The study, led by the University of Minnesota Medical School, where Bramante is an assistant professor of internal medicine and pediatrics, started studying the use of ivermectin and of the antidepressant fluvoxamine in nonhospitalized people with COVID-19 in May. The study was an expansion to an ongoing trial looking at outpatient use of metformin, a medication for type 2 diabetes, to prevent hospitalization and long COVID, which the CDC describes as “long-term effects of COVID.”
Bramante said the study, which is still recruiting volunteers nationwide, expects to include 1,124 people and will randomly assign patients to six groups, in which every volunteer takes the medications or a placebo at home, twice a day, for 14 days, and then completes a survey. Volunteers must have had a positive COVID test within the prior three days and be between 30 and 85 years old.
She said looking at the Together trial results has been helpful, but not discouraging.
“Our trial is a little bit different than the Together trial in some ways, so we might have different results from them or we might have the same results from them. But I think that’s why it’s always good to have a couple of trials on important topics,” Bramante said.
Researchers expect to have preliminary results by December.
The second large study taking place in the U.S., named ACTIV-6 — the sixth of a series of studies funded by the National Institutes of Health called Accelerating COVID-19 Therapeutic Interventions and Vaccines — started in April and included ivermectin in August. It is enrolling participants who are at least 30 years old, have a positive SARS-CoV-2 test within the past 10 days and have at least two symptoms. Participants will need to take a medication and complete online surveys for symptoms over 90 days.
The study, a double-blind randomized phase 3 trial led by the Duke Clinical Research Institute, is evaluating the use of ivermectin, fluvoxamine and fluticasone, an inhaled steroid commonly used to treat asthma, to reduce symptoms of nonhospitalized volunteers with mild and moderate COVID-19. If the drugs demonstrate efficacy, they will be further studied for effects on hospitalization, mortality and long COVID-19. According to the trial’s protocols, it expects to include up to 15,000 adults and have a duration of two years, with an estimated completion date of 2023.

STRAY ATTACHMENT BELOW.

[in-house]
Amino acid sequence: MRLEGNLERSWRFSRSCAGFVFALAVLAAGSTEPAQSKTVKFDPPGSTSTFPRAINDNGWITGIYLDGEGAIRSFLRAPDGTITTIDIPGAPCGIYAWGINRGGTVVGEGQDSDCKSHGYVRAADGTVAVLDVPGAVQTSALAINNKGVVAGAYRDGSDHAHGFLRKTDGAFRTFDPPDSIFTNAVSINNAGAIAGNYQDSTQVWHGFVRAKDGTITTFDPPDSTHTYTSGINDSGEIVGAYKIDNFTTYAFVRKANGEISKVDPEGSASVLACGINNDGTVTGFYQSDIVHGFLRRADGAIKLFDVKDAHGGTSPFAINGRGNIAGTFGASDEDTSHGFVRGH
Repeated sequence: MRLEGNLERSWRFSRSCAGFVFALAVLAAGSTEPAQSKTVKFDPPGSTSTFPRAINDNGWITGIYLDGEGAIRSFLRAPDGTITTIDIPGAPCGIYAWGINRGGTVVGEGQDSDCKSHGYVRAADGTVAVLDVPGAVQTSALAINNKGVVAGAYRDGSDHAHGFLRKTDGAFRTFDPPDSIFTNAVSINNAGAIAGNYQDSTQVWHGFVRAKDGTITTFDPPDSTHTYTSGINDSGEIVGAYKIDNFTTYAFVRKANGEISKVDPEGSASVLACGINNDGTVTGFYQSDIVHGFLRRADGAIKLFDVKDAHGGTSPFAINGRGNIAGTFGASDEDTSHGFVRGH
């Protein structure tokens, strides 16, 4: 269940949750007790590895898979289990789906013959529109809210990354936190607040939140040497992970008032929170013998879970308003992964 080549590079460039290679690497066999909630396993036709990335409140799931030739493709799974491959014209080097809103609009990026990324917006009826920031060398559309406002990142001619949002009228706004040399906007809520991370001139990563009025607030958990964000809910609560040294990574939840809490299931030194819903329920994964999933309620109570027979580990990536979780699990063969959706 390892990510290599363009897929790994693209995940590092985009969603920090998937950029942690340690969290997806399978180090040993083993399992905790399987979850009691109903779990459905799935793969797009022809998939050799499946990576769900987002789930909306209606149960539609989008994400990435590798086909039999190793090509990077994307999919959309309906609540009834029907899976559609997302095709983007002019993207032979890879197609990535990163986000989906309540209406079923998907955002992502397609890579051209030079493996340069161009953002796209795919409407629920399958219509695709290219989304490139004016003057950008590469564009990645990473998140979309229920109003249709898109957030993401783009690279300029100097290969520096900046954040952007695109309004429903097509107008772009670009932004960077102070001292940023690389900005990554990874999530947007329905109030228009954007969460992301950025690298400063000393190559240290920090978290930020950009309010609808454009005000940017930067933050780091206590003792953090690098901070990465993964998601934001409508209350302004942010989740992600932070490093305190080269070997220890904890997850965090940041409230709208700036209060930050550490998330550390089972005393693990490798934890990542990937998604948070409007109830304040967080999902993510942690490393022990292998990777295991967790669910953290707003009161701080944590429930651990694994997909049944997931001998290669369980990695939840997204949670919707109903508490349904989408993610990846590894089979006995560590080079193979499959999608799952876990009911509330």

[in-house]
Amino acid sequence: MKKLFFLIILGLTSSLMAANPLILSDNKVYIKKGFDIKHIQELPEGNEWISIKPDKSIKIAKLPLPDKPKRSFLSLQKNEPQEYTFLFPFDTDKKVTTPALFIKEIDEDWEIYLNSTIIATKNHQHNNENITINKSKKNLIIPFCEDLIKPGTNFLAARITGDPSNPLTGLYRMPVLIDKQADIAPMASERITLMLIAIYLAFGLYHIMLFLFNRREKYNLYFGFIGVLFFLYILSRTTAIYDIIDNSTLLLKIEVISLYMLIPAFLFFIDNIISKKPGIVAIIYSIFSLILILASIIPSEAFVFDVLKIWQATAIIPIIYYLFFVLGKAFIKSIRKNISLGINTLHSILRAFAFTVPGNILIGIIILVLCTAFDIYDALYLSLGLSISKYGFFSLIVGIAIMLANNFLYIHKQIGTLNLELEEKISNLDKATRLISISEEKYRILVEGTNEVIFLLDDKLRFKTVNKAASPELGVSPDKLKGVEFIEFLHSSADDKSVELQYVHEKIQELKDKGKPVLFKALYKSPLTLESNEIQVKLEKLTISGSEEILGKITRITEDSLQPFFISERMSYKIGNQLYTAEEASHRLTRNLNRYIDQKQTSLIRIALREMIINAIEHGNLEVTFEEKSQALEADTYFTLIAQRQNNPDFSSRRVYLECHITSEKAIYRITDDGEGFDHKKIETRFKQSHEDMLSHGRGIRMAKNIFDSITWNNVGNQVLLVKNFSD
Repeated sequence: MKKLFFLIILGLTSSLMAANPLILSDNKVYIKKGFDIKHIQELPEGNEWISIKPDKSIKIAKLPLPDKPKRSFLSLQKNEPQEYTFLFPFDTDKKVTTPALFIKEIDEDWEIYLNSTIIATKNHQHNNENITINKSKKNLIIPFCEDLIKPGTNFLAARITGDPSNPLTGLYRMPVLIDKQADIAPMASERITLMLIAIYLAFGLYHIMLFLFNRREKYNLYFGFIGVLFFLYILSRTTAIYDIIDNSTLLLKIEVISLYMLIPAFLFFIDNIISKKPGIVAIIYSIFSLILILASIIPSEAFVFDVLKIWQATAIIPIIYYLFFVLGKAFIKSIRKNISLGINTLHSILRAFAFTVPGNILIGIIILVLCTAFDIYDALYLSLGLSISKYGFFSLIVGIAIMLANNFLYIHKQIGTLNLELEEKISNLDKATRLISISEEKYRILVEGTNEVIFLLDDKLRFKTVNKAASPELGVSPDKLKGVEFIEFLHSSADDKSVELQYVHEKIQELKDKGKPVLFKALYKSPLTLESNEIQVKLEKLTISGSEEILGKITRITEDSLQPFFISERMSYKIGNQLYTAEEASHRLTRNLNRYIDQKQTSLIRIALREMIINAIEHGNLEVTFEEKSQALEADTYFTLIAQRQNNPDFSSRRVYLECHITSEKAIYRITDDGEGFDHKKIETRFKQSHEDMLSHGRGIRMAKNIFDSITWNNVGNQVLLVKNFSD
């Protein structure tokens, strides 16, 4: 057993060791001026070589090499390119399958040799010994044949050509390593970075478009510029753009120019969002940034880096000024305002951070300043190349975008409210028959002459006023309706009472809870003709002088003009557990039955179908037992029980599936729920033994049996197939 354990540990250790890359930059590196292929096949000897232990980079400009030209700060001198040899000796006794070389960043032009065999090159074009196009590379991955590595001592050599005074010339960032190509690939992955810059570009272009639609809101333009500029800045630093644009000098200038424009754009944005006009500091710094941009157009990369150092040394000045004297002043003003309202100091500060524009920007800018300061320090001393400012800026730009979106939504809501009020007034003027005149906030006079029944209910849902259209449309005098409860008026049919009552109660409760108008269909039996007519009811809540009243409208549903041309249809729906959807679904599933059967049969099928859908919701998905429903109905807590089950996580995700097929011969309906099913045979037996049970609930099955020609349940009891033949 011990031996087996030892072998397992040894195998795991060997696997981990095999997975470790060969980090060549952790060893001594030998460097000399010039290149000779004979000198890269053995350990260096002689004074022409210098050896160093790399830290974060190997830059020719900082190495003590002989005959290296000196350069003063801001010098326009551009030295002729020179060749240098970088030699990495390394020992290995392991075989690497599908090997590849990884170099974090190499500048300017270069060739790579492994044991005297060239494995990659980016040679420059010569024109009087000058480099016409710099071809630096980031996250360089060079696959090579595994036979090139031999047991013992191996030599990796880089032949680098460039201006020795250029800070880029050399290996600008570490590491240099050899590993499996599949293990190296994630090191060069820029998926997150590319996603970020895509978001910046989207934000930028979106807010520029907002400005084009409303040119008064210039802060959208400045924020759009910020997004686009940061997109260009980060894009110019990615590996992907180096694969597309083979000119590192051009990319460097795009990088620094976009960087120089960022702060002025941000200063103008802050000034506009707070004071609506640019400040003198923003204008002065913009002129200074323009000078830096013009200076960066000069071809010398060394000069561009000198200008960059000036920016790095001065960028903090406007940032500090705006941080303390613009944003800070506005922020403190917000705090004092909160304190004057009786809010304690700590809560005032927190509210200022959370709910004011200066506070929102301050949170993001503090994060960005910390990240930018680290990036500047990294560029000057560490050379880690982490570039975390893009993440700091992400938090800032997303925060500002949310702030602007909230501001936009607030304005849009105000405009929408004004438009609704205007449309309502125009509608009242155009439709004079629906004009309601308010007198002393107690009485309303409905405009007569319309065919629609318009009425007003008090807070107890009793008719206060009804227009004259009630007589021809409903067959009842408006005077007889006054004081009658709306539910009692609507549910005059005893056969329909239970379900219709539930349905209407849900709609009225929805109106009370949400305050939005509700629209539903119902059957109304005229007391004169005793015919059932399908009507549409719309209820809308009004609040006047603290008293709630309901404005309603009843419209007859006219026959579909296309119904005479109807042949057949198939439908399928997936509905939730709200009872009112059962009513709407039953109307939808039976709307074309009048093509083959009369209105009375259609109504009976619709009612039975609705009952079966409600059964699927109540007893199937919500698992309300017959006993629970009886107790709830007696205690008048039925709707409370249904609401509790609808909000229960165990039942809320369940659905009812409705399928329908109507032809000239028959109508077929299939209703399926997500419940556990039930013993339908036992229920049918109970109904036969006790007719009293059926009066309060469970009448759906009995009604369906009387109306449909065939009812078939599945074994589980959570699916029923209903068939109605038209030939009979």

“An independent data monitoring and safety committee are monitoring the ongoing ACTIV-6 results and will provide recommendations based on the internal and external data,” Dr. Adrian Hernandez, the study’s administrative principal investigator and executive director of the DCRI, told FactCheck.org in an email.
Hernandez had said one of the goals of the study is to rigorously evaluate how safe and effective ivermectin and the other repurposed drugs are, so that people can have easy access to an affordable, at-home treatment for mild to moderate COVID-19.
The U.K. Study
Researchers in the U.K. are also studying ivermectin. In June, Oxford University researchers added the drug to their PRINCIPLE trial, or Platform Randomised Trial of Treatments in the Community for Epidemic and Pandemic Illnesses, which analyses possible COVID-19 treatments for nonhospitalized patients. The study has so far recruited over 6,000 volunteers in the United Kingdom. Those receiving ivermectin, people between 18 and 64 years old with underlying conditions or people over 65 with COVID-19, will receive three daily doses of the antiparasitic drug and be followed for 28 days. The results will be compared with patients who received standard care.
The study’s rationale says that even though the concentrations of ivermectin needed to inhibit the replication of SARS-CoV-2 in cell cultures “may be difficult to attain” in humans “the relationship between in vitro inhibitory effects and clinical efficacy is not clear.”
“By including ivermectin in a large-scale trial like PRINCIPLE, we hope to generate robust evidence to determine how effective the treatment is against Covid-19, and whether there are benefits or harms associated with its use,” said Chris Butler, the lead researcher for the trial, in June.
Boulware, from the University of Minnesota, said the results of all these large trials will finally provide more definitive data on the use of ivermectin as a treatment for COVID-19 patients. The results of one trial could be dismissed, but “if you have two trials that show the same thing, that’s pretty hard to dismiss,” he said.
Clarification, Sept. 20: At Boulware’s request, we changed a word in a paraphrase of his remarks from “discussed” to “dismissed.”
Editor’s note: SciCheck’s COVID-19/Vaccination Project is made possible by a grant from the Robert Wood Johnson Foundation. The foundation has no control over FactCheck.org’s editorial decisions, and the views expressed in our articles do not necessarily reflect the views of the foundation. The goal of the project is to increase exposure to accurate information about COVID-19 and vaccines, while decreasing the impact of misinformation.